The first trip was the most grueling ride of my life, all uphill about 10 km one way. I made stops to see another Wat and some rock that all the Thai tourist where getting their picture taken in front of. Mo Paeng waterfall was my final destination and it was worth it. Not really for its size or beauty, but more for the many pools available for swimming.

Beaver Dam

Beaver Dam

Above: I was able to capture this shot of my human body fully engulfed in one of the rapids. All of my pains from the ride were washed away.  I spent almost 2 hours exploring every pool before the highly enjoyable ride back down to town.

Back in town, I proceeded up the other side of the valley to check out a Wat on a hill. Wat Phra That Mae Yen was a short ride from and then 356 steps, which I chose over biking up the road. On top, a nice panoramic view of the city and a decent temple, I had mostly to myself.

Pai is on the right

Pai is on the right

Lounging Buddha

Lounging Buddha

An ice cream cone helped me through the walk back down the stairs and gave me the energy to try to find another waterfall. Although I turned down the wrong road and didn’t see the falls, I enjoyed the ride. I doubt my legs could have gotten me up there anyways. Discovering my directional error, I turned around and headed back to town, returned my bicycle, and sat down at an eMac in a store called Apple Pai, to write these words.

I don’t think I will be able to walk tomorrow, so it is a good thing I have a bus lined up to take me to Mae Hong Son in the morning. Another mountain town, about 120 km SW of Pai, I hope to find more waterfalls and peace. A bid you all “la-gon and chok dee”. นิยาย เกี่ยว กับ วีรชน ต่อ

500 Miles

Sunday, November 15th, 2009

(by IPod = photos added in post-production)
In Chiang Mai, i’m staying at a nice, cheap place called Thapae Gate Lodge. Walking distance to everything, and walk I did.

Saturday: decided to change my food up a little and ate at Mike’s Burgers. Classic diner style place, I had the bacon cheeseburger and some tasty fries. From there I began my Wat (temple) treck through the city. A lot of golden framed buildings with sizable Buddha statues, front and center.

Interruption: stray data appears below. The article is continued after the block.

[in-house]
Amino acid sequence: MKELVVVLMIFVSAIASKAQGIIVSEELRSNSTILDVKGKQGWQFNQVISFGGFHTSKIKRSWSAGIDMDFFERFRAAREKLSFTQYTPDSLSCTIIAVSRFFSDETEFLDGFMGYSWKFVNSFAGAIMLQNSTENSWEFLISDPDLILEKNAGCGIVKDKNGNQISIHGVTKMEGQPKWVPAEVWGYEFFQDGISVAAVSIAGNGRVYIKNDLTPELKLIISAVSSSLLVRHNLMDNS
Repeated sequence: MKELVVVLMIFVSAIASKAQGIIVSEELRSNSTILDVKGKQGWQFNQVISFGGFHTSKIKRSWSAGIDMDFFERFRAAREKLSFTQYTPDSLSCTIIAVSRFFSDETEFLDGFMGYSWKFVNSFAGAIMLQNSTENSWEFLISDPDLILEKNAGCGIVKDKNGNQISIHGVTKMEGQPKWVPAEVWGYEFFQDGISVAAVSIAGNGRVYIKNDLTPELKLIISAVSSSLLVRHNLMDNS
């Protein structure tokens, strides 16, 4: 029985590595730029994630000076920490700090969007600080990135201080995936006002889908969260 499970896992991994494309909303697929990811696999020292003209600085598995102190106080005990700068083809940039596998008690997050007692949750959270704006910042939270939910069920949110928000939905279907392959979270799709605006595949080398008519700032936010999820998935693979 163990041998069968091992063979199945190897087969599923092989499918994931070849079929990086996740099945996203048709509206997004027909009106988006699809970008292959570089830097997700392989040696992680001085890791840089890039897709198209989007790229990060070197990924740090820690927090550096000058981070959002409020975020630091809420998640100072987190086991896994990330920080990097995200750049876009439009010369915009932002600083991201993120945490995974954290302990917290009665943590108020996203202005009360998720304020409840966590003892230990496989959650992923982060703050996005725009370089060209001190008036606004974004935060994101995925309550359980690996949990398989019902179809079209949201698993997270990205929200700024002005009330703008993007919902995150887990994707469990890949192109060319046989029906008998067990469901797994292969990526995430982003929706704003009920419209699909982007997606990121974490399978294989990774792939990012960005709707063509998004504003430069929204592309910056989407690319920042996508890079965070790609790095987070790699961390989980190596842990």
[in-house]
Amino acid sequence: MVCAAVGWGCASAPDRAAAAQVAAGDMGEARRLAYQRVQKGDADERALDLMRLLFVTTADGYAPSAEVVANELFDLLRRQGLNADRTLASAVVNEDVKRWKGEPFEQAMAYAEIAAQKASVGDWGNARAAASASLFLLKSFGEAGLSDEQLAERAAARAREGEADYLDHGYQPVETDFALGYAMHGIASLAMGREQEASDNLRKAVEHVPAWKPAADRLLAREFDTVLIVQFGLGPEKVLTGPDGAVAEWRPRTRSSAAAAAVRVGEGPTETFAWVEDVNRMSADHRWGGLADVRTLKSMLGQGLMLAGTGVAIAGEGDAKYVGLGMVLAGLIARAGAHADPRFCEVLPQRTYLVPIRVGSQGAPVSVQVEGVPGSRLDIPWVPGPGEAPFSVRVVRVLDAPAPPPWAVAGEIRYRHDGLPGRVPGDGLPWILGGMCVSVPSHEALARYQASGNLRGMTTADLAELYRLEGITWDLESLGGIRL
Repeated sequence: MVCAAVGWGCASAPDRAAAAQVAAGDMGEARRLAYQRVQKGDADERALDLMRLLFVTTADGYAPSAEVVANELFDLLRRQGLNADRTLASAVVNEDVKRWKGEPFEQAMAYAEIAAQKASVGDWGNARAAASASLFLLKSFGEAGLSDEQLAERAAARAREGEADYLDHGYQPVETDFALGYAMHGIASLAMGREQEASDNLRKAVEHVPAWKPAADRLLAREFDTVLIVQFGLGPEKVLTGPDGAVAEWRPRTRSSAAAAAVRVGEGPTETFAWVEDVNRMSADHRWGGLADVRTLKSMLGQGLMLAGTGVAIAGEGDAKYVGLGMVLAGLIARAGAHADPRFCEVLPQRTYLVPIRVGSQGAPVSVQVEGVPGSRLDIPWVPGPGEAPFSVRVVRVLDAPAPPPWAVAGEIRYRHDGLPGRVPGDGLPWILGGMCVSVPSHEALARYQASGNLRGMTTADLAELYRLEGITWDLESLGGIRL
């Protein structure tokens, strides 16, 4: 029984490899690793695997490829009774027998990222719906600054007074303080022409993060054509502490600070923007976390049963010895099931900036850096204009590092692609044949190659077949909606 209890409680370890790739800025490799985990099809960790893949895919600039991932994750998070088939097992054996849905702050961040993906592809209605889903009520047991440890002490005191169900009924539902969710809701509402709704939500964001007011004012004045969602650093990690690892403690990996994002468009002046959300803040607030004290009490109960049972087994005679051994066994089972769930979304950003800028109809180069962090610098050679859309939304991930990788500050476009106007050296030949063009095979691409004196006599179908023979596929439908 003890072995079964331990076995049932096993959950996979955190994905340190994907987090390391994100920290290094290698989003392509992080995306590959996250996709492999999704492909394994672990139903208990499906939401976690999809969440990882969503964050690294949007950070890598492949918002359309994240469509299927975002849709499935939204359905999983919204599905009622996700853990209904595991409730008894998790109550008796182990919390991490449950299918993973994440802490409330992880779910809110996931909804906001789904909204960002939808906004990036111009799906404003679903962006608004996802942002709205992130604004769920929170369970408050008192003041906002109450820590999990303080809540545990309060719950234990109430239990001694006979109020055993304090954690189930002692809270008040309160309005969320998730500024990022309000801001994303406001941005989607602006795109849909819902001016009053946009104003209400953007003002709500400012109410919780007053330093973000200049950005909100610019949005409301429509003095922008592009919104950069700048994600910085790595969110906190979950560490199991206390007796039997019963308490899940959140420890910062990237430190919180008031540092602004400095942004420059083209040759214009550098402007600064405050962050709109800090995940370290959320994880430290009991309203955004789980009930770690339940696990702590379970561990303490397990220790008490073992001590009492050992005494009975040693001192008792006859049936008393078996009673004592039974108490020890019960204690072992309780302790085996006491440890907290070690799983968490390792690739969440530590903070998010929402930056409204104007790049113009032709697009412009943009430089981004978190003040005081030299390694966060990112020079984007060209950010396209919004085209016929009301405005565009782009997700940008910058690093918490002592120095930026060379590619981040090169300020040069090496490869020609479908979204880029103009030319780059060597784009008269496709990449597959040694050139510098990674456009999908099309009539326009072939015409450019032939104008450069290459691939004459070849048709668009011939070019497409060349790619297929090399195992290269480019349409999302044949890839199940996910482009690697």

I have always been a fan of cathedrals and temples, due to the quiet and beauty. Everbody respectfully admires the art and religion. I feel a little weird taking pictures while someone is on their knees praying, but try not to disturb them.


Wat Phra Singh was my favorite, with multiple structures and gardens. While there, a female student from the university asked to have a 5min conversation with me, an English speaker. She had a helper with her and there was only one question I couldn’t understand. Glad to help, but I had to refrain from using my normal slang and curse words.

After all the Wats, I headed to the local mall. My camera has been wild’n out so I bought a Canon A100 IS. No bargain since I was in a mall, but I like it. I did a little post purchase celebrating by hiting the Saturday night street market. A series of food stalls provided supper while I walked and eyed the goods.

Sunday: Caught a bus up to Doi Suthep National Park, home of Wat Phra That. 306 decorated steps up to see good city views and many intricate statues. Children dancing for Baht in front of temple, kind of sour the scene.



Bus dropped me at entrance to Nam Tok Monthathon (a waterfall) where a 3 km hike up the road was rewarded with a place to cool my feet.